With so many causes of the error code P0136, you may be wondering about the things you need to fix this problem. Hence, the first thing that you need to do is to thoroughly inspect the whole system starting with the O2 sensor.

Step 1

The first step that you need to take is to carefully inspect the circuit voltage of the sensors and see if they’re outside the actual specifications. If the voltage is fine, the issue may be with the sensor. If the sensor is malfunctioning because of it being broken or dirty, it may have trouble functioning properly. You can clean it or replace it to get over this problem.

On the other hand, if there is an issue with the voltage, then the first thing you need to do is examine the circuit, and inspect if all the wiring and connectors are working properly. There may be some damage or corrosion that might be causing the sensors to malfunction.

To help get rid of this problem you need to replace any piece of wiring or connectors that might not be up to par. You also need to closely inspect the heater circuit to check for any other issues that might be creating problems with your car.

Step 2

If there are no problems with the O2 sensor and everything looks like they are in good condition, you need to look for exhaust leaks. If your exhaust system does not have any leaks, the catalyst converter is the next thing you need to inspect. You need to see if the catalyst converter has sustained any type of damage or corrosion (to learn more, check out our explainer on what’s in catalytic converters).

Step 3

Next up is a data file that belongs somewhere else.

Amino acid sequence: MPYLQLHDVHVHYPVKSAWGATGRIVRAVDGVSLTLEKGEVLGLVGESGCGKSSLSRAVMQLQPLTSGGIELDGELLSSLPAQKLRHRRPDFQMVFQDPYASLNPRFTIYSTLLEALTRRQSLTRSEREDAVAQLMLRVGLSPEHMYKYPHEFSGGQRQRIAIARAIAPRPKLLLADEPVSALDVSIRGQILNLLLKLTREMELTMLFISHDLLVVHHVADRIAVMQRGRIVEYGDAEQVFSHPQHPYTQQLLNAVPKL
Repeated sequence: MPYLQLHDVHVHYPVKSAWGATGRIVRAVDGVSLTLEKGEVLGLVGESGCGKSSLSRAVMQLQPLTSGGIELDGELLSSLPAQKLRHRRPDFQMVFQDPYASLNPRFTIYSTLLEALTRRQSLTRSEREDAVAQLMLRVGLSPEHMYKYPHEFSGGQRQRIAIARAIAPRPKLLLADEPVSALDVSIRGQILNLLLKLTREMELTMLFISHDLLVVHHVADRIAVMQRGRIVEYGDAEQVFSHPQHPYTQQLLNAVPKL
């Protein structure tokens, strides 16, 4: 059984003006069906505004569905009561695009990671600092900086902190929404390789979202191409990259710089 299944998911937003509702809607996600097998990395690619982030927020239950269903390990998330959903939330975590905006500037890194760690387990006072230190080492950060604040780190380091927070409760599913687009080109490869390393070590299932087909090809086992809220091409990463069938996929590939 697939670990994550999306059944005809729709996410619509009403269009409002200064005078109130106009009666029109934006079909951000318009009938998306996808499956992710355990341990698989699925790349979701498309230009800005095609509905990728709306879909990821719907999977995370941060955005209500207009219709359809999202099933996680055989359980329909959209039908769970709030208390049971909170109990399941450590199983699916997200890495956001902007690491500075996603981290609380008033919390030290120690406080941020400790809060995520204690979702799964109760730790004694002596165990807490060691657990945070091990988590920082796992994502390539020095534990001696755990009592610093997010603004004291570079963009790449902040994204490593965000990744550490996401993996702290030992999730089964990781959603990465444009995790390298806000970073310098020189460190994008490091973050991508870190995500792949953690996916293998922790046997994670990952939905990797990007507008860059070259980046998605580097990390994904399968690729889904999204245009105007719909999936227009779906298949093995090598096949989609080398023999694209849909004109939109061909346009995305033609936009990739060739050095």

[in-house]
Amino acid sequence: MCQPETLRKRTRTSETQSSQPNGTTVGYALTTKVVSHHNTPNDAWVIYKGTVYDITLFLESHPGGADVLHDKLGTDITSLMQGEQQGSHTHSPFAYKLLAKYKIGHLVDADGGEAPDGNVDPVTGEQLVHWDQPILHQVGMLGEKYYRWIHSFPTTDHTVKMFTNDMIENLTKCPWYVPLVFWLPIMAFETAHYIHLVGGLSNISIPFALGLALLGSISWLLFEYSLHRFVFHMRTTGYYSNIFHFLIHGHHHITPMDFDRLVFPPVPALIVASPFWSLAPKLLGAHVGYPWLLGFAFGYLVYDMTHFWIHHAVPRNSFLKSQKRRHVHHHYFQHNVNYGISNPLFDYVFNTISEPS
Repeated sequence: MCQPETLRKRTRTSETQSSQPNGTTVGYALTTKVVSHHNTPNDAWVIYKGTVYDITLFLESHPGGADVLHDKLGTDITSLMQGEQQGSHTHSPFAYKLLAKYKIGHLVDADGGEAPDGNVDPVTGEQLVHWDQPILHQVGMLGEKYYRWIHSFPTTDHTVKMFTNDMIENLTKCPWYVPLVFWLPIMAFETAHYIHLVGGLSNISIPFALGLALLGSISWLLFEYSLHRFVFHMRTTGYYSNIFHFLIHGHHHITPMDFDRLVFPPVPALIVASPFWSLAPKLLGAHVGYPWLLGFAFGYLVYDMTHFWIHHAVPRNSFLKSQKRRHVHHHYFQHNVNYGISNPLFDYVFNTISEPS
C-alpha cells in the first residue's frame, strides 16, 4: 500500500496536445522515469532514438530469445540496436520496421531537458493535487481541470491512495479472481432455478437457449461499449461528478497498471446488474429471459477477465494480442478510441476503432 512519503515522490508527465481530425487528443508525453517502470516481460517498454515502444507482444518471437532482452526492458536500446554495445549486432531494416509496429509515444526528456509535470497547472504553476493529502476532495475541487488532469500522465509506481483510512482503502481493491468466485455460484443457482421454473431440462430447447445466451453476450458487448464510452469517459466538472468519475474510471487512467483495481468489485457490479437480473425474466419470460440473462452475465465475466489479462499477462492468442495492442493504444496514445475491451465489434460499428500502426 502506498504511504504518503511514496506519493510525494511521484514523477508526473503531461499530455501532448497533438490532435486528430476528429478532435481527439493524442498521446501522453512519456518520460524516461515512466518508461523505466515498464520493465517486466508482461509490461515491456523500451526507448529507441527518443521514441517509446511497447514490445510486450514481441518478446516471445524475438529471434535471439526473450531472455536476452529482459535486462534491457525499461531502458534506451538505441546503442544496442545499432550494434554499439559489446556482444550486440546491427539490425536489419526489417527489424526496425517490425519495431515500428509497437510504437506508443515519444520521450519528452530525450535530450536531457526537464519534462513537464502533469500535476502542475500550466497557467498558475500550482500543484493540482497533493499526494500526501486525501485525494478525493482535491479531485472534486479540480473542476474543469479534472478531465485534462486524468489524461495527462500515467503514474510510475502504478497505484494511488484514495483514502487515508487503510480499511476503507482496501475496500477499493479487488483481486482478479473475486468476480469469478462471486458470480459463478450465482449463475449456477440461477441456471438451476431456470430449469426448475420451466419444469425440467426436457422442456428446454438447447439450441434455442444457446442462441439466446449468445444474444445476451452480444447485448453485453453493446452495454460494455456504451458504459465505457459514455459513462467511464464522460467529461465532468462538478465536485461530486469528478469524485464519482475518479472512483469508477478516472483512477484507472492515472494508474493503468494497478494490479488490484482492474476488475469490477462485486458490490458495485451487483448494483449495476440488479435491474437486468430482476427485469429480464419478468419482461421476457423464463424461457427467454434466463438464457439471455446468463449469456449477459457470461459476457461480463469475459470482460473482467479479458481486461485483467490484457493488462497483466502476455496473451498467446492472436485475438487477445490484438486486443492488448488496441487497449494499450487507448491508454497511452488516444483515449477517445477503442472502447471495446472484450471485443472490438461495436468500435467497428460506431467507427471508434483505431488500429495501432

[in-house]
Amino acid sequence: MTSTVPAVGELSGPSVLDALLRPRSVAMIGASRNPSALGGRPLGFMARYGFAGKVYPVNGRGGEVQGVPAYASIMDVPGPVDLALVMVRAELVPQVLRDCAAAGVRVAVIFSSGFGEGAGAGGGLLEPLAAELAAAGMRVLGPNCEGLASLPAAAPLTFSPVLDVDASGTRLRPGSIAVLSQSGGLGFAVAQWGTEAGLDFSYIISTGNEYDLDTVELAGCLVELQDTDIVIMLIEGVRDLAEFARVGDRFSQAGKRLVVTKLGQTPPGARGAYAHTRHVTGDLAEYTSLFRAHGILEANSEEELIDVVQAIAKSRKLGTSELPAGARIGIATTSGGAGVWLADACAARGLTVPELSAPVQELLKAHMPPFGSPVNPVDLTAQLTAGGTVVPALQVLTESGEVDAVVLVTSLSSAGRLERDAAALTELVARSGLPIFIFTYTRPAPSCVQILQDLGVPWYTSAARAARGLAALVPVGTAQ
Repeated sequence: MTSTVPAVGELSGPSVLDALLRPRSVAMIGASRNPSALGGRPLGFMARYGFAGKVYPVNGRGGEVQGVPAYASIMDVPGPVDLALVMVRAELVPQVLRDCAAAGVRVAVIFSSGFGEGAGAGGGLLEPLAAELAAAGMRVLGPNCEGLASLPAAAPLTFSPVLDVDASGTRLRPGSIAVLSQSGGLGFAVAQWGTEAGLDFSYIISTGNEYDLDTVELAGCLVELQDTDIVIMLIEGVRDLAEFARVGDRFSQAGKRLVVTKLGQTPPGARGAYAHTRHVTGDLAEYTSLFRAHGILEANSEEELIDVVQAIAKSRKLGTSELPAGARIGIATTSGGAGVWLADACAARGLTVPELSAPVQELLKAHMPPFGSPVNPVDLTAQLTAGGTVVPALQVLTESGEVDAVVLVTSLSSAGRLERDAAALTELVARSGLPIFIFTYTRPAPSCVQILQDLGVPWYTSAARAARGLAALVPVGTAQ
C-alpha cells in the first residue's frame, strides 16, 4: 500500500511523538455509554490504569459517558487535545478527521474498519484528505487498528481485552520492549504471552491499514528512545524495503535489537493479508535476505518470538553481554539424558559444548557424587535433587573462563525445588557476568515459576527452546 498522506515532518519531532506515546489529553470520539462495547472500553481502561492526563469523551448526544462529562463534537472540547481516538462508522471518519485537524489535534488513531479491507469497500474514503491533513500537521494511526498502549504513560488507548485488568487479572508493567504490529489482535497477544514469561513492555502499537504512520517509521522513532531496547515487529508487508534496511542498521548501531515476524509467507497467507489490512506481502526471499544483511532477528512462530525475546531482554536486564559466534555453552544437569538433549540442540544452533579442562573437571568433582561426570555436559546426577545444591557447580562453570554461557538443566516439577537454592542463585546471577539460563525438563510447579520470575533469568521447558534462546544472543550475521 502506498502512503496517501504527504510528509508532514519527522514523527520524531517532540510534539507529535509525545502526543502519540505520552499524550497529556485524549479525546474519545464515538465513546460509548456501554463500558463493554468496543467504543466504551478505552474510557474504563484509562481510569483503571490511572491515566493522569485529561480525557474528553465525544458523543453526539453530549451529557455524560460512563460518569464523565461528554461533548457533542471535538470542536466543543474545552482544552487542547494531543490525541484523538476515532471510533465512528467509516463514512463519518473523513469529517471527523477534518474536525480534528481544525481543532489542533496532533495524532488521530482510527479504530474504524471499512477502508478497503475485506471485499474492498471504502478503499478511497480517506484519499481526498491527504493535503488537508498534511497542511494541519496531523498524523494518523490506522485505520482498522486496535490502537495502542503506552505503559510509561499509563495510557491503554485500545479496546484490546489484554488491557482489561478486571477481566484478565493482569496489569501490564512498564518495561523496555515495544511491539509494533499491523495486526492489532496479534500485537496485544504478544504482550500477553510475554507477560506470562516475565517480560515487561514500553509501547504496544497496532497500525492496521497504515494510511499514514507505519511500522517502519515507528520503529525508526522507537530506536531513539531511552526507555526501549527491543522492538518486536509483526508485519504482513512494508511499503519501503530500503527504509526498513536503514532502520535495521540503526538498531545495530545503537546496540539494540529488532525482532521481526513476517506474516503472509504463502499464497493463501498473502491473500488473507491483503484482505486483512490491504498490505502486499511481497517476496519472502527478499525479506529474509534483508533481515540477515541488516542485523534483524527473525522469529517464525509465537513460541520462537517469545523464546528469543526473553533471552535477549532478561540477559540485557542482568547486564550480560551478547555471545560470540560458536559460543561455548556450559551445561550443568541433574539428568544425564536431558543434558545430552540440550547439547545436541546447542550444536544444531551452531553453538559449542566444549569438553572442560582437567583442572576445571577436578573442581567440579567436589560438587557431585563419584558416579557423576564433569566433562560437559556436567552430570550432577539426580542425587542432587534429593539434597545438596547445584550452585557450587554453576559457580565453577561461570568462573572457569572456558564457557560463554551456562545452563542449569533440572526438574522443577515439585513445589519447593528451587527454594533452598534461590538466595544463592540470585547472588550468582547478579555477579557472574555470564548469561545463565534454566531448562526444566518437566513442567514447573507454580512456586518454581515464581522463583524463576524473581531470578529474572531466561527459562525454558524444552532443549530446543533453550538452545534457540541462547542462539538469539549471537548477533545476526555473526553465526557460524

An OBD scanner can also help diagnose the error code P0136 and you can get rid of it from the convenience of your own garage. It takes a lot of patience to actually examine the system. Most of the time the error code might be caused due to a faulty sensor or a failed circuit.

But just because it is common doesn’t mean that is actually the root cause of this problem. Remember if the issue is not solved properly, you can end up doing more damage than good to your car. It can also end up being financially big.

P0136 Code Facts:

  1. The P0136 code relates to oxygen sensor 2 located behind the catalytic converter on the Bank 1 side of the engine.
  2. The sensor gathers voltage readings based on oxygen levels in the exhaust and relays it to the Engine Control Module (ECM) to regulate fuel injection levels.
  3. Sensor 2 voltage is low for longer than two minutes if the P0136 code appears.
  4. The secondary O2 sensor monitors the catalyst’s performance and is vital in the engine’s closed-loop operation.
  5. Symptoms of a P0136 code include the Check Engine Light appearing on the dashboard, engine running excessively rich, rough idle, and lack of acceleration.
  6. A faulty oxygen sensor, a leak in the exhaust portion, or shorting out due to corrosion in the sensor connector are common causes of a P0136 code.
  7. Prolonged open-loop mode can cause significant damage to the engine internals, like pistons and valves, resulting in high repair bills.
  8. Driving with the P0136 code is not recommended as it can potentially cause more damage to the engine.